This weight on my chest,
this sullen sadness—tell me, Doctor,
how I can lift it up and set it down.
I want to be reassured by a fact,
by some measurable fever. To say:
That’s why I need to sleep.
this isn’t what I felt last week.
And yes, I’d like to have the past back.
But what would I do with it except what I did?
If I walk out into the garden, Doctor,
will loveliness help?
this weight on your chest—
why shouldn’t it hurt? Perhaps
it will pass.
Perhaps you will find
some necessary task, one you may believe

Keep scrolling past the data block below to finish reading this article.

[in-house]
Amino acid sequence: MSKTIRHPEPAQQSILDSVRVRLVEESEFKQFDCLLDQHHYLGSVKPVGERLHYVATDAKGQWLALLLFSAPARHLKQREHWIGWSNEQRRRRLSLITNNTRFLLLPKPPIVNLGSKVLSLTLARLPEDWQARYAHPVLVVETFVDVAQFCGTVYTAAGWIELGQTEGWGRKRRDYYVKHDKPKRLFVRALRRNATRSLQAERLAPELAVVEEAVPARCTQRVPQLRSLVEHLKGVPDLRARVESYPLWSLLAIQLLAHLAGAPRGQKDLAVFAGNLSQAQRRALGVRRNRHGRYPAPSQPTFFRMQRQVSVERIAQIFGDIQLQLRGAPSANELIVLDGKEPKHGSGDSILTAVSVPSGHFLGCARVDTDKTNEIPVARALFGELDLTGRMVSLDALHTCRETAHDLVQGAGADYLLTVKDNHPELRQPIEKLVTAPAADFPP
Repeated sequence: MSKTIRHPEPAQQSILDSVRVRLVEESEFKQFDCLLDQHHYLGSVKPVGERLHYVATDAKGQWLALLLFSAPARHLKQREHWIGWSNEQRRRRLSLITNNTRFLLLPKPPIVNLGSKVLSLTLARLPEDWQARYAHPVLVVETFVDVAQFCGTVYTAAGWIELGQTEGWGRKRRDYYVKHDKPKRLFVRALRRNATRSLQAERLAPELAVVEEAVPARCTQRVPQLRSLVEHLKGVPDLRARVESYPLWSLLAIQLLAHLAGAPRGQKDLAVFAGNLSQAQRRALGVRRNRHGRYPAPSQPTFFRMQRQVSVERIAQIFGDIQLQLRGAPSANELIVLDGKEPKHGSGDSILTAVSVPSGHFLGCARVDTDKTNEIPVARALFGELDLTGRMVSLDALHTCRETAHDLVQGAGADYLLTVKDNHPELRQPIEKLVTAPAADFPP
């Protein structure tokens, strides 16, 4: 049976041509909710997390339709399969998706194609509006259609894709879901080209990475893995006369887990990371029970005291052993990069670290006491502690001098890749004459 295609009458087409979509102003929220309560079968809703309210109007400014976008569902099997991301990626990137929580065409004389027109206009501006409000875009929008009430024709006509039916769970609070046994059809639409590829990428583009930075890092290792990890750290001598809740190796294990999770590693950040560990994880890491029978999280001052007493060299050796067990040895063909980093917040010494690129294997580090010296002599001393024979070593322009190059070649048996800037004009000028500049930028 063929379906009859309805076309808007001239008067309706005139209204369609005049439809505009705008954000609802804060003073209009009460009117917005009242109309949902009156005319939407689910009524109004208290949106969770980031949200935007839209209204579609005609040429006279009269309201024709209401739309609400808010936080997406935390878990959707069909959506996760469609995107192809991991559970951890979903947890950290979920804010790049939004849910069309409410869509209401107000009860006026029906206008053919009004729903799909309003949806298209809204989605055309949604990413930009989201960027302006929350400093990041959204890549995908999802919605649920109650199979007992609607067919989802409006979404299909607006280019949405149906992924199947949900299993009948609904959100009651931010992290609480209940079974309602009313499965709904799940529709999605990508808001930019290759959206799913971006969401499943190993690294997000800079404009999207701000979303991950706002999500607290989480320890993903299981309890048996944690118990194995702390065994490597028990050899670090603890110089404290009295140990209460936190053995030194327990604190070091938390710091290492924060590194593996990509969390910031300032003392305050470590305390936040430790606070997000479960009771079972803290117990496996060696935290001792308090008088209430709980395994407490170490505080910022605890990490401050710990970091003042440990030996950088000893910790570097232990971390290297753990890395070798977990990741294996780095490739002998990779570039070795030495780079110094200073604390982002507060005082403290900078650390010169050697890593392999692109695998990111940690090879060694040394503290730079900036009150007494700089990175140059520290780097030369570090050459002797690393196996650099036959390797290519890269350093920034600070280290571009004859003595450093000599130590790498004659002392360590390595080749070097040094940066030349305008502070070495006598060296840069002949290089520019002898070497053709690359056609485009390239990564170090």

you can’t undertake. Don’t think about it.
Happiness isn’t any easier to explain.
Lawrence Raab is the author of seven poetry collections, including What We Don’t Know About Each Other, winner of the National Poetry Series, and a finalist for the National Book Award, The Probable World, Visible Signs: New and Selected Poems, and his latest collection, The History of Forgetting, all published by Penguin. He teaches literature and writing at Williams College.